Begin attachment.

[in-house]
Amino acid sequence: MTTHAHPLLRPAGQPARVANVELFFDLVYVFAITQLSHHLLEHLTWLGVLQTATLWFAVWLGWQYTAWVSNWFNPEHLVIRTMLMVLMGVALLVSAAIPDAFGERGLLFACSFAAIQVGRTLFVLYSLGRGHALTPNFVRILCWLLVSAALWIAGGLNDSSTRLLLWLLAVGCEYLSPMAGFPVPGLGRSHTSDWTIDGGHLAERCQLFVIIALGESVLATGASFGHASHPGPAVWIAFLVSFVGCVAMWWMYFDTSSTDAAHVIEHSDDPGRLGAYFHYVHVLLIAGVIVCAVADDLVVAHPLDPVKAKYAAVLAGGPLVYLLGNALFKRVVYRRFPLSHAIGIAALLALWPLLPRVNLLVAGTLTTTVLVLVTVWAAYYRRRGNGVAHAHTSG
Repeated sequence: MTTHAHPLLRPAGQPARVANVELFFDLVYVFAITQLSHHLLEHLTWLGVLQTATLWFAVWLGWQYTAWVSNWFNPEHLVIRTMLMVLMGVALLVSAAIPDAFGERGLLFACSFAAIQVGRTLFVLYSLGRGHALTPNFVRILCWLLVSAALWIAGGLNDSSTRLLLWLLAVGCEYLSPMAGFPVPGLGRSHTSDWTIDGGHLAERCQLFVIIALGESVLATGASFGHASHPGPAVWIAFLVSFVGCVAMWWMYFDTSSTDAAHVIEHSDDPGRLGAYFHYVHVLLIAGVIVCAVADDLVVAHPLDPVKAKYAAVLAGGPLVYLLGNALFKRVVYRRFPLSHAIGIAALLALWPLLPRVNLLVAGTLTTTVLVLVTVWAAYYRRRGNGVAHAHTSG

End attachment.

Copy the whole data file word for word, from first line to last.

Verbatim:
[in-house]
Amino acid sequence: MTTHAHPLLRPAGQPARVANVELFFDLVYVFAITQLSHHLLEHLTWLGVLQTATLWFAVWLGWQYTAWVSNWFNPEHLVIRTMLMVLMGVALLVSAAIPDAFGERGLLFACSFAAIQVGRTLFVLYSLGRGHALTPNFVRILCWLLVSAALWIAGGLNDSSTRLLLWLLAVGCEYLSPMAGFPVPGLGRSHTSDWTIDGGHLAERCQLFVIIALGESVLATGASFGHASHPGPAVWIAFLVSFVGCVAMWWMYFDTSSTDAAHVIEHSDDPGRLGAYFHYVHVLLIAGVIVCAVADDLVVAHPLDPVKAKYAAVLAGGPLVYLLGNALFKRVVYRRFPLSHAIGIAALLALWPLLPRVNLLVAGTLTTTVLVLVTVWAAYYRRRGNGVAHAHTSG
Repeated sequence: MTTHAHPLLRPAGQPARVANVELFFDLVYVFAITQLSHHLLEHLTWLGVLQTATLWFAVWLGWQYTAWVSNWFNPEHLVIRTMLMVLMGVALLVSAAIPDAFGERGLLFACSFAAIQVGRTLFVLYSLGRGHALTPNFVRILCWLLVSAALWIAGGLNDSSTRLLLWLLAVGCEYLSPMAGFPVPGLGRSHTSDWTIDGGHLAERCQLFVIIALGESVLATGASFGHASHPGPAVWIAFLVSFVGCVAMWWMYFDTSSTDAAHVIEHSDDPGRLGAYFHYVHVLLIAGVIVCAVADDLVVAHPLDPVKAKYAAVLAGGPLVYLLGNALFKRVVYRRFPLSHAIGIAALLALWPLLPRVNLLVAGTLTTTVLVLVTVWAAYYRRRGNGVAHAHTSG